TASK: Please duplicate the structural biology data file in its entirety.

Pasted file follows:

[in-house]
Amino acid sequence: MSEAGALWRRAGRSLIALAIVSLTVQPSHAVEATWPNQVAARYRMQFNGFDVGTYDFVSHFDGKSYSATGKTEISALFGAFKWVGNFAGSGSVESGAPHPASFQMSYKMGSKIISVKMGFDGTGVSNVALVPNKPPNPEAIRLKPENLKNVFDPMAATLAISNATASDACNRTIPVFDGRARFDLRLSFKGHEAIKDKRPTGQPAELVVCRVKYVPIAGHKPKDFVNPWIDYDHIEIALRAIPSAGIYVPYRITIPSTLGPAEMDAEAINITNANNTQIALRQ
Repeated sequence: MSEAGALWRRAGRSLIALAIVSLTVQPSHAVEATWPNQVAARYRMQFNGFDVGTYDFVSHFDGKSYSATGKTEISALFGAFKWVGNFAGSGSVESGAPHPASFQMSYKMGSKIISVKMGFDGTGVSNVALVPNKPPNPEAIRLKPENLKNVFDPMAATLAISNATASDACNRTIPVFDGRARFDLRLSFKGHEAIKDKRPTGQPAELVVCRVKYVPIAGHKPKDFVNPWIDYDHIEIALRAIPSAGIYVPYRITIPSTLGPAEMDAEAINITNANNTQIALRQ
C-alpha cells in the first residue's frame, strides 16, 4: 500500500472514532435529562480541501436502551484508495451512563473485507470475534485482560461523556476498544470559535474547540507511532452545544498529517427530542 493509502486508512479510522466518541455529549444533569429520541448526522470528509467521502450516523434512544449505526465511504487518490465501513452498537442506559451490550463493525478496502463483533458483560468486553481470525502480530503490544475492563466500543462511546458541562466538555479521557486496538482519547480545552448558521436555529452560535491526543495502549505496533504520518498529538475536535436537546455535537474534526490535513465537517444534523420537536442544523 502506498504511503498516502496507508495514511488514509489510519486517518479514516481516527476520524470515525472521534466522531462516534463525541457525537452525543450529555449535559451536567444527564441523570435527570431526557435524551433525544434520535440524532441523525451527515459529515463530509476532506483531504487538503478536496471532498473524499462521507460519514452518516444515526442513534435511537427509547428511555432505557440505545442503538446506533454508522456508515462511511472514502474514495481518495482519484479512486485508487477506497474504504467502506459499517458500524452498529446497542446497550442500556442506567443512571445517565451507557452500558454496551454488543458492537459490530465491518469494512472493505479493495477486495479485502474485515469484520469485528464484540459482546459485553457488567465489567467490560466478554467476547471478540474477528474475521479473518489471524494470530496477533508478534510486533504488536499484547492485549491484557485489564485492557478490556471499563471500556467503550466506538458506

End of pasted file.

[in-house]
Amino acid sequence: MSEAGALWRRAGRSLIALAIVSLTVQPSHAVEATWPNQVAARYRMQFNGFDVGTYDFVSHFDGKSYSATGKTEISALFGAFKWVGNFAGSGSVESGAPHPASFQMSYKMGSKIISVKMGFDGTGVSNVALVPNKPPNPEAIRLKPENLKNVFDPMAATLAISNATASDACNRTIPVFDGRARFDLRLSFKGHEAIKDKRPTGQPAELVVCRVKYVPIAGHKPKDFVNPWIDYDHIEIALRAIPSAGIYVPYRITIPSTLGPAEMDAEAINITNANNTQIALRQ
Repeated sequence: MSEAGALWRRAGRSLIALAIVSLTVQPSHAVEATWPNQVAARYRMQFNGFDVGTYDFVSHFDGKSYSATGKTEISALFGAFKWVGNFAGSGSVESGAPHPASFQMSYKMGSKIISVKMGFDGTGVSNVALVPNKPPNPEAIRLKPENLKNVFDPMAATLAISNATASDACNRTIPVFDGRARFDLRLSFKGHEAIKDKRPTGQPAELVVCRVKYVPIAGHKPKDFVNPWIDYDHIEIALRAIPSAGIYVPYRITIPSTLGPAEMDAEAINITNANNTQIALRQ
C-alpha cells in the first residue's frame, strides 16, 4: 500500500472514532435529562480541501436502551484508495451512563473485507470475534485482560461523556476498544470559535474547540507511532452545544498529517427530542 493509502486508512479510522466518541455529549444533569429520541448526522470528509467521502450516523434512544449505526465511504487518490465501513452498537442506559451490550463493525478496502463483533458483560468486553481470525502480530503490544475492563466500543462511546458541562466538555479521557486496538482519547480545552448558521436555529452560535491526543495502549505496533504520518498529538475536535436537546455535537474534526490535513465537517444534523420537536442544523 502506498504511503498516502496507508495514511488514509489510519486517518479514516481516527476520524470515525472521534466522531462516534463525541457525537452525543450529555449535559451536567444527564441523570435527570431526557435524551433525544434520535440524532441523525451527515459529515463530509476532506483531504487538503478536496471532498473524499462521507460519514452518516444515526442513534435511537427509547428511555432505557440505545442503538446506533454508522456508515462511511472514502474514495481518495482519484479512486485508487477506497474504504467502506459499517458500524452498529446497542446497550442500556442506567443512571445517565451507557452500558454496551454488543458492537459490530465491518469494512472493505479493495477486495479485502474485515469484520469485528464484540459482546459485553457488567465489567467490560466478554467476547471478540474477528474475521479473518489471524494470530496477533508478534510486533504488536499484547492485549491484557485489564485492557478490556471499563471500556467503550466506538458506